Tuesday, August 7, 2012

Hiking the Mingo Lake Trail


These were the thoughts going through my mind as I reached the 2 mile marker on the Lake Mingo trail. I could have sworn that I was at least three or four miles through it. After all, I had gone down to and back up from several bridges, so I had to be about halfway, right? I mean, I had walked through a field as a storm brewed, so that HAD to count for something. Or, I guess not. Here, as I realized there were five more miles I started to wonder if I had made the right decision.

Oh sure, it wasn't like the trail was all that hard. After all, it was a trail smack in the middle of Vermilion County. The ups and downs were fairly short, and large sections of the trail were flat, including most of the last mile and a half. The temperature was not as rough as the previous week (only up to 90 instead of around 100), and being in the shade for most of the walk it would be even nicer. Were I in normal walking shape it wouldn't have been much of a thing.

However I was far from normal walking condition. This was my first major walk since I had fallen a few weeks earlier. Although the ups and downs were short, they were fairly steep. I wasn't certain how my knee would take the trail even on the flat parts, let alone the downhill. I had my trekking poles, however, and I vowed to take the ups and downs as slow as I needed to so I could finish the trail. Nevertheless, I was worried every time I took a step down, as the trail had no waterbars or stairs.

On top of that I was not feeling the best. In fact, that morning I had considered not hiking at all. However as I got closer to Kennekuk, I began to feel better. Maybe the greasy fast food breakfast had helped (saving its wrath for when I'd be on the trail), or maybe I just started to wake up. Of course, that couldn't be it, because I hadn't gone to sleep yet.

For whatever reason I thought it would be a hoot to go out and hike my first hike greater than five miles in over a year just three weeks after I had fallen and hurt my knee. While I was sick. And without having slept the previous night. Yep, this had success written all over it.

Still, as I packed my day pack, I felt encouraged. I had plenty of water, and several snacks. I had a map of the trail and I had my phone with exercise tracking app, so I was all set for the walk. At the start sign, I extended my trekking poles and got started.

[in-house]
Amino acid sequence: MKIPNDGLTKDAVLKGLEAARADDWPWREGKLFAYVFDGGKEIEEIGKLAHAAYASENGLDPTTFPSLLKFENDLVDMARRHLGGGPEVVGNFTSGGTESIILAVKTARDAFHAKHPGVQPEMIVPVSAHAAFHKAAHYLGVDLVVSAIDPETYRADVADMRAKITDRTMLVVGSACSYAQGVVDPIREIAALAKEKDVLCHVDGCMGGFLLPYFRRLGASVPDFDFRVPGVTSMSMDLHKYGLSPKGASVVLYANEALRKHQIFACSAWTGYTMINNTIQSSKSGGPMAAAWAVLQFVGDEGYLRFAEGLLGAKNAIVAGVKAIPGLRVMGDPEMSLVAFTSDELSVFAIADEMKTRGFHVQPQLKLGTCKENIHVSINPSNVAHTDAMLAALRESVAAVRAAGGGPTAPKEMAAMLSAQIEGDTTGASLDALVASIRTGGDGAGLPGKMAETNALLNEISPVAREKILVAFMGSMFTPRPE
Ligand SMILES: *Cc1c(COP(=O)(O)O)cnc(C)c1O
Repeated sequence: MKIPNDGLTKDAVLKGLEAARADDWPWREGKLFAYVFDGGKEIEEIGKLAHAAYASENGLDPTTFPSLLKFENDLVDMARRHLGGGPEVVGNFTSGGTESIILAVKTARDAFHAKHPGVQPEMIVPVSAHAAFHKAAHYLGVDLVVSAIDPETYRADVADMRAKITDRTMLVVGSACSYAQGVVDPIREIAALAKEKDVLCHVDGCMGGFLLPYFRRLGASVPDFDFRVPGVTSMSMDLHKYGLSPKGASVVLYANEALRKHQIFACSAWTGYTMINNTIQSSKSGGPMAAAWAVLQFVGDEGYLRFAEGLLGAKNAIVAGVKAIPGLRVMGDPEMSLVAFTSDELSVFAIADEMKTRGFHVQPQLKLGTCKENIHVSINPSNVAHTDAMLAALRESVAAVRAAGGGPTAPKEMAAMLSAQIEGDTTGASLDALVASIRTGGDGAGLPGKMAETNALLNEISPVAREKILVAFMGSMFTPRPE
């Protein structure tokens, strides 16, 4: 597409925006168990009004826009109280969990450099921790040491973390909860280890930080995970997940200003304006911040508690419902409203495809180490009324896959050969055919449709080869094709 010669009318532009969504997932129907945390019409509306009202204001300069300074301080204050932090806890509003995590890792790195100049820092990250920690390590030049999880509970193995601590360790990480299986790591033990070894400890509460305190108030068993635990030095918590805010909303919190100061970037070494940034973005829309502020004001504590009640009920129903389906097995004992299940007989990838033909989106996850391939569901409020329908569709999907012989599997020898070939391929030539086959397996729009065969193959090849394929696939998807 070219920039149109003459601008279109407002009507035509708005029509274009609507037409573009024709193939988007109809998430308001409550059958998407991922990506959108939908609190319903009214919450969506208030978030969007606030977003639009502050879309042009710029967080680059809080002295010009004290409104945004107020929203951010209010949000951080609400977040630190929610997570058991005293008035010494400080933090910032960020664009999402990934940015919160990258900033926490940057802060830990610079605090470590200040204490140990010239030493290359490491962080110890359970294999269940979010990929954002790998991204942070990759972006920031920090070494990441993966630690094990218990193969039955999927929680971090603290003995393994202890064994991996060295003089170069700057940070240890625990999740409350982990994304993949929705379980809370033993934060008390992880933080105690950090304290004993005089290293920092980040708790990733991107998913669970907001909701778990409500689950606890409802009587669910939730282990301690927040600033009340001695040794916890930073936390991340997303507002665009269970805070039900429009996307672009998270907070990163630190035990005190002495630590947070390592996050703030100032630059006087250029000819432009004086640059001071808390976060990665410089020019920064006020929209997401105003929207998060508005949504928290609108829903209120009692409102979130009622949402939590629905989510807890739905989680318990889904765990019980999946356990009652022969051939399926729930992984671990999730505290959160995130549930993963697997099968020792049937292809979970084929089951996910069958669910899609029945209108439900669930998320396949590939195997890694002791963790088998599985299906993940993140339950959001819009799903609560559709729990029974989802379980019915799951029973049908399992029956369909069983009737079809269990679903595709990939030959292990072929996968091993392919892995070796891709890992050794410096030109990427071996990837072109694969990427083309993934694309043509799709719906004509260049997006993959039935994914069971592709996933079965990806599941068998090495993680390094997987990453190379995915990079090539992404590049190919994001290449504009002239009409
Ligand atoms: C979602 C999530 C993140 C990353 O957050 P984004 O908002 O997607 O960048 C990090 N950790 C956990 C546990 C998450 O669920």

At about 0.7 miles I checked my phone. Sure, my pace was going ok, and finding out I had only walked that far was a bit discouraging. However, what was of more importance was that my battery was going dead. Prudence told me to turn my phone off, in case I needed that battery power for an emergency. So there went my progress meter. But at least I had the map, eh?

Close to mile marker one was when I realized that I had left the map folded up in the front seat of my car. Sure, the map wasn't the most detailed, but it definitely would have given me an idea of my progress. Fortunately, save for a couple places, the trail was easy to follow. It wasn't like I would be without he ability to find my way around the trail, I just wouldn't know my progress outside of the mile markers on the trail.

Amazingly, it rained several times while I was walking on the trail.* It also thundered a few times, so I was a bit worried about lightning as I had to walk through the edge of a prairie before heading back into the woods. Once back into the woods I stopped for a break to let the rain pass. Eventually, though, I started out, muttering the old saw about "You can't get to Maine if you don't walk in the rain." Of course, I wasn't going to Maine, just back around to my car in the parking lot.

I have to admit that most of the first two miles were pretty nice. My energy was at its apex, I was enjoying the walking, and there were benches to stop and rest every so often. I had assumed that benches would be placed all around the trail. Miles 3-6 would disabuse me of this notion.